Istrian towns and villages

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Smrikve Pula Premantura
Brijuni Vodnjan Medulin
Fazana Galizana Vizace
Peroj Svetvincenat Marcana
Bale Kanfanar Mutvoran
Monkodonja Dvigrad Krnica
Rovinj Zminj Rakalj
Lim Bay Sv. Petar u Sumi Barban
Klostar Tinjan Rasa
Gradina Beram Labin
Vrsar Trviz Rabac
Funtana Gracisce Sv. Martin
Sv. Lovrec Pazin Sumber
Sv. Ivan Lindar Pican
Porec Kascerga Krsan
Mali Sv. Andjelo Zamask Klostar
Baredine Cave Motovun Kozljak
Tar Oprtalj Gologorica
Visnjan Zrenj Paz
Vizinada Zavrsje Belaj
Novigrad Grimalda Boljun
Karpinjan Draguc Lupoglav
Dajla Racice Raspor
Brtonigla Sovinjak Slum
Seget Vrh Ucka
Umag Hum Plomin
Savudrija Roc Brsec
Groznjan Buzet Moscenice
Buje Kostel Lovran
Momjan Salez Opatija
Istra Veprinac

Major influences

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Sv. Ivan – San Giovanni della Cisterna: “Villa Polesini-Scampicchio”

Sv. Ivan is located on the old road that goes from Vodnjan to Vizinada. Few kilometres after the cross road for Porec that is located nearby Sv. Lovrec Pazenaticki you will find the indication for Sv. Ivan on your right side of the road. People that love architecture will recognize the style of the famous Renaissance architect Andrea Palladio in this building.

Sv. Ivan
  • located 47 kilometres from Smrikve
  • not to be missed: Palladian Villa Polesini - Scampicchio


Sv. Ivan is the place where one of the most pretty Istrian countryside complex have been built by Polesini and Scampicchio family. Polesini family was an old Istrian Noble family that had important properties in Motovun and in Porec.

A part of this Polesini family villa in Sv. Ivan the other important and attractive Istrian countryside villas are: De Franceschi family villa in Seget, Rigo family villa in Karpinjan, Grisoni family villa in Dajla, Barbo family villa in Belaj, and Lazzarini Battiala Palace in Sv. Martin.

All these villas and palaces have developed following a smiliar concept. They have in the centre of the complex the main building and on the each side the lower husbandry or secondary buildings. Each mentioned villa is worth to be visited. For sure each of this countryside buildings witness the wealth and high culture of living of the upper social classes in Istria during the last centuries.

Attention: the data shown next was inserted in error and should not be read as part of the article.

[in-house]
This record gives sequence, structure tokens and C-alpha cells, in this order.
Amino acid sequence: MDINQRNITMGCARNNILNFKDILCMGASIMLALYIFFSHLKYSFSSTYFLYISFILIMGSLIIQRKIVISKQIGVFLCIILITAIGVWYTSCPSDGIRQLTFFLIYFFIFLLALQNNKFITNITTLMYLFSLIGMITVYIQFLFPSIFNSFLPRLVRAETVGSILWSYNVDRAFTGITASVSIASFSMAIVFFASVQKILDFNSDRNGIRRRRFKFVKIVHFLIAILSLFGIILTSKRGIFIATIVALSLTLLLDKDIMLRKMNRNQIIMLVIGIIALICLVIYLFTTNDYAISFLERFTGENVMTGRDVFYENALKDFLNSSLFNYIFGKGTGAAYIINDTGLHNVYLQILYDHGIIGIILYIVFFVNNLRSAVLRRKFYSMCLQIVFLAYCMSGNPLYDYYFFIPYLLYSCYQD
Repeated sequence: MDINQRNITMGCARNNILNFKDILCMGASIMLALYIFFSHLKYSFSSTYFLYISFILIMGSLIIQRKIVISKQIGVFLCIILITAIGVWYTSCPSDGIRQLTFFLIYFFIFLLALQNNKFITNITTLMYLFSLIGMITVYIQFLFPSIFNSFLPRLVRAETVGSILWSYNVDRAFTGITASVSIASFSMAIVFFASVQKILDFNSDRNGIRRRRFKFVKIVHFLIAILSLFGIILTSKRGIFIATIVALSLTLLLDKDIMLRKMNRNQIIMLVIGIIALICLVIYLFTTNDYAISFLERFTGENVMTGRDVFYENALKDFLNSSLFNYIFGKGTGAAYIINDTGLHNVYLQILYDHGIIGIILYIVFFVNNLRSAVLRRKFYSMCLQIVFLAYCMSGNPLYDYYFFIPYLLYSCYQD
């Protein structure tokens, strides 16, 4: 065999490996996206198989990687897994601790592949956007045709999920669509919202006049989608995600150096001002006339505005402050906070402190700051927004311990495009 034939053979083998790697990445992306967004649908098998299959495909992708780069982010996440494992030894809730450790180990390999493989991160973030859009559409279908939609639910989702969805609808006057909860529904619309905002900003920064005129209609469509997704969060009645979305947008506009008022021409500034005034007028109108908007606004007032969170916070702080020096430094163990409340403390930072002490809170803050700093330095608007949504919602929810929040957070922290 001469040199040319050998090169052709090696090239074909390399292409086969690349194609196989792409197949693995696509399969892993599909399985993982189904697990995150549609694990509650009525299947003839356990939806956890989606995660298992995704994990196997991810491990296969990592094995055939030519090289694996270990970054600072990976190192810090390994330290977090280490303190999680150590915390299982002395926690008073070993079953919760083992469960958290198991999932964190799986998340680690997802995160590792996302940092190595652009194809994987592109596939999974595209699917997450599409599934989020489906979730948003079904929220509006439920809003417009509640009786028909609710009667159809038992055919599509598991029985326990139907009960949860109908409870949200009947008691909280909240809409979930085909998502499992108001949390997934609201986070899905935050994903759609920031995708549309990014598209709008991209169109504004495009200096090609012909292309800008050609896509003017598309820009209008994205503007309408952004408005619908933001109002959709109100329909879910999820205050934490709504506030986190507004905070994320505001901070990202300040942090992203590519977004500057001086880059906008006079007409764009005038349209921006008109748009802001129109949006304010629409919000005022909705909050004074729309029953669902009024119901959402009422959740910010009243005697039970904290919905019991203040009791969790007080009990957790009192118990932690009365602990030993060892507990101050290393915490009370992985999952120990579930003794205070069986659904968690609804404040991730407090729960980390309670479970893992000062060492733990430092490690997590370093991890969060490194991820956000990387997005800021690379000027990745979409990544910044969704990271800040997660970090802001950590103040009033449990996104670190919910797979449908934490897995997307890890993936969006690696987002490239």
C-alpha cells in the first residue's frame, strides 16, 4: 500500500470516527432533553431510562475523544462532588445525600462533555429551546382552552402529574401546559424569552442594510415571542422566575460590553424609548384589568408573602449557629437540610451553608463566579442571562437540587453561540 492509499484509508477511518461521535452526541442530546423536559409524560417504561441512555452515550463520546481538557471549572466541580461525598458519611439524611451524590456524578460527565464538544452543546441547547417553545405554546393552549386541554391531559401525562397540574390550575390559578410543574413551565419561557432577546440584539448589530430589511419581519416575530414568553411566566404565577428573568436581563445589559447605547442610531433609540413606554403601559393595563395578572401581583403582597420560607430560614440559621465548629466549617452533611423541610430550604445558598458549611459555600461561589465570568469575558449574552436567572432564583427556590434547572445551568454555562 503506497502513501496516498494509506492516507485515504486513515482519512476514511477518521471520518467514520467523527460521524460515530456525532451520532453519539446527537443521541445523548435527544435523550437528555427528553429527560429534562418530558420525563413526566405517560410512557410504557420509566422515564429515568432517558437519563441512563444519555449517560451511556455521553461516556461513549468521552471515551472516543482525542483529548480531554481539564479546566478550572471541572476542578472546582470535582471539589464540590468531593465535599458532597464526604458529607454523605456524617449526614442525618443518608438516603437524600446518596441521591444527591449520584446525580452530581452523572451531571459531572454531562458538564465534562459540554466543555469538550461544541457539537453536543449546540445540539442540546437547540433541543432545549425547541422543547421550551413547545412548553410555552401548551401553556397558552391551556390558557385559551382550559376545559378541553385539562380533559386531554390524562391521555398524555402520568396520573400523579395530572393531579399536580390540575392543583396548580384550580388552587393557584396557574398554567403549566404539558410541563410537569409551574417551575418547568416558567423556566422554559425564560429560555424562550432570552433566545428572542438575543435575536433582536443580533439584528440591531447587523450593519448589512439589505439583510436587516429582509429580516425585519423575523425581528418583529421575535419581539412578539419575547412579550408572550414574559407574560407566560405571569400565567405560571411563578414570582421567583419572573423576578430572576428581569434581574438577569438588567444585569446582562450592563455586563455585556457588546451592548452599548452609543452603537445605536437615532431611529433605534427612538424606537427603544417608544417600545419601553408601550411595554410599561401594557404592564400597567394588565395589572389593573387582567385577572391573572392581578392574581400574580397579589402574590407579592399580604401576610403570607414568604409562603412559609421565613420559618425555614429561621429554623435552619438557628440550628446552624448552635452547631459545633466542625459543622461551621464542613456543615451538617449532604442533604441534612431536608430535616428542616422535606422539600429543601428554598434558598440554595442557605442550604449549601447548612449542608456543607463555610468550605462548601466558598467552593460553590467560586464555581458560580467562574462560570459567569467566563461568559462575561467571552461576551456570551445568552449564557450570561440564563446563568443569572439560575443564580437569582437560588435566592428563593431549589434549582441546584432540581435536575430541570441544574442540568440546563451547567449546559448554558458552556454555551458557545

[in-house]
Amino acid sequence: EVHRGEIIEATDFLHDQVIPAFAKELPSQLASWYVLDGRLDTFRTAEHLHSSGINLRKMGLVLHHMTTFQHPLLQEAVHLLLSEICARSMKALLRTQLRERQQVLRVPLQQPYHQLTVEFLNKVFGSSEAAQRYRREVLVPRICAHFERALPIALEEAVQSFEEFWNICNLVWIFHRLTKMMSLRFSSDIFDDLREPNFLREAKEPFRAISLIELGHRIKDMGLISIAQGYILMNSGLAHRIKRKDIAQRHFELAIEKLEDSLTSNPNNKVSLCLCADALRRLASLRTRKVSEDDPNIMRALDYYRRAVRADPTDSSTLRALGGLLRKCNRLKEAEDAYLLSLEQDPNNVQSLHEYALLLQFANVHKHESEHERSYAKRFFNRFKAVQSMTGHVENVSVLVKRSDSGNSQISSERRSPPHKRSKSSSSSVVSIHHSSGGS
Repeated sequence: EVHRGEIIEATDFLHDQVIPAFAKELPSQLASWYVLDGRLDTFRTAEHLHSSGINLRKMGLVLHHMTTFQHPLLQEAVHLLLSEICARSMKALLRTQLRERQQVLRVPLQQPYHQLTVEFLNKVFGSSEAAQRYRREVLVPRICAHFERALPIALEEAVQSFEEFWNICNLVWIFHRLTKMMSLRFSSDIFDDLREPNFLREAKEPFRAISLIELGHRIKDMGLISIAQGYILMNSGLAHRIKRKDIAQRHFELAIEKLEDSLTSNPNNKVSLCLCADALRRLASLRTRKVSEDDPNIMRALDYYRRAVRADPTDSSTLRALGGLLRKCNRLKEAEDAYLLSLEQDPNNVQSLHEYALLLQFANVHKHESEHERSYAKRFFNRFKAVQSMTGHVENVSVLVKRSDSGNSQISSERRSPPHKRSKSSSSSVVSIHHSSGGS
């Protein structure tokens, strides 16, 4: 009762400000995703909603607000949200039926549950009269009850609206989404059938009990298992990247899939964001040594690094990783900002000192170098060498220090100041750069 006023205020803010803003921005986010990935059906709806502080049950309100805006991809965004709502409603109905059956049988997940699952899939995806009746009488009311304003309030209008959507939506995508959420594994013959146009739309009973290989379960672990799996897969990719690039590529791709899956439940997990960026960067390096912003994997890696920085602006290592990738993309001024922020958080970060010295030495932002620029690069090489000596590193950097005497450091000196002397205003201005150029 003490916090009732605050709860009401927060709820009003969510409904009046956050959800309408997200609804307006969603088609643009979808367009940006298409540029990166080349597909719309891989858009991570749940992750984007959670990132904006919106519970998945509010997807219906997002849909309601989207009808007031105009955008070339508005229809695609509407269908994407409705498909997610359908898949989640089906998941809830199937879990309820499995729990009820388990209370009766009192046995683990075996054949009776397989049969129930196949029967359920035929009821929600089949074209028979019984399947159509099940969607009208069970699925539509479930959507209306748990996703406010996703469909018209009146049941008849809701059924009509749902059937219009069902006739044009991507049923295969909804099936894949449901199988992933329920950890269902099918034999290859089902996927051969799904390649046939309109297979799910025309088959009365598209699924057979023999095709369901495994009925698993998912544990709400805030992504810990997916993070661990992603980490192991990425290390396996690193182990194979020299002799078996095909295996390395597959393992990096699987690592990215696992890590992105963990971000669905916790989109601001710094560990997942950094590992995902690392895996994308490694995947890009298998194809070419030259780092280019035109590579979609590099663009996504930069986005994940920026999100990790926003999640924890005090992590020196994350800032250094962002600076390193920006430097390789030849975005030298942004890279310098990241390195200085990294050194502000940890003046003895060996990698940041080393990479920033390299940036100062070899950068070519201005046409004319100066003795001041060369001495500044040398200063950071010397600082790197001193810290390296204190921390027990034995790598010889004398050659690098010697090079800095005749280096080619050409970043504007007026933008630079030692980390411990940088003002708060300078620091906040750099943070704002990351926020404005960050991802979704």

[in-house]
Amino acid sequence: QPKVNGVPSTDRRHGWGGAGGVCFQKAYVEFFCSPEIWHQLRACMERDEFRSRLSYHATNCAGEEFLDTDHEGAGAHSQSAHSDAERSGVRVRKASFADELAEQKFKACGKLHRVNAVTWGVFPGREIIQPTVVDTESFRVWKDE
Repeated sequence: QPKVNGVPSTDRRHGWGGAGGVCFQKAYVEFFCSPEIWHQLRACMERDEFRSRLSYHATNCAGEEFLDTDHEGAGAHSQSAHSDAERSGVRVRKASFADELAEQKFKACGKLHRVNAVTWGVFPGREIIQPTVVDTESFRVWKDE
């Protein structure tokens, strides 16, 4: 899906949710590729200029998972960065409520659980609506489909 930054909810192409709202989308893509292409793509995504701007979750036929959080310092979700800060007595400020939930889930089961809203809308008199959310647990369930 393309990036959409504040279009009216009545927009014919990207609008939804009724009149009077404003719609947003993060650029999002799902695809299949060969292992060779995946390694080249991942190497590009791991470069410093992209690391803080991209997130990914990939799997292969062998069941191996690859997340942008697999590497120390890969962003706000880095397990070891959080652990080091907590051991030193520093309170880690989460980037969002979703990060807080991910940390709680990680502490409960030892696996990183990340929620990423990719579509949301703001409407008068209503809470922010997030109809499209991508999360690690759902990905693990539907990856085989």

Few hundred meters after the Church of St. John the Baptist that was built in 1670 you will arrive near the gate of Villa Polesini. There is a long wall that surround the property and create a big garden.

The first building you will notice inside the property is the representative neo-classical façade with columns. The whole property was built in the 17th century.

It is assumed that the project derives from the drawings of the famous architect Andrea Palladio.

The original stairs have been transferred in 1896 by Polesini family to another property this family owned on Sv. Nikola island in front of Porec.

Inside the court yard of the buildings there is a well and around the building to the right side of the main façade you will see an old harvester in the garden.

If you walk around the building you will note how huge it is and on the back side of it there is a door that connect the court yard, where the well is located, with the garden and the wood that is located on the back of the building.

Like most other Istrian villas mentioned in Istria from Smrikve, also villa Polesini would need significant investments to return to its original beauty.  

Sv. Ivan is another old settlement and some rests found in 1624 from the Roman period proves that it was a Roman settlement. Around the area there were also prehistoric hill fort settlements.

Also this settlement, like most other Istrian settlements, had different names in its long history. It was St. Giovanni della Cisterna, St. Giovanni di Sterna, San Zuan di Sterna during the Venice domination.

In the donation document from 1102 when Marquis Urilch II donated many Istrian properties to the Aquileia Patriarchs was named Villa Cisterna.

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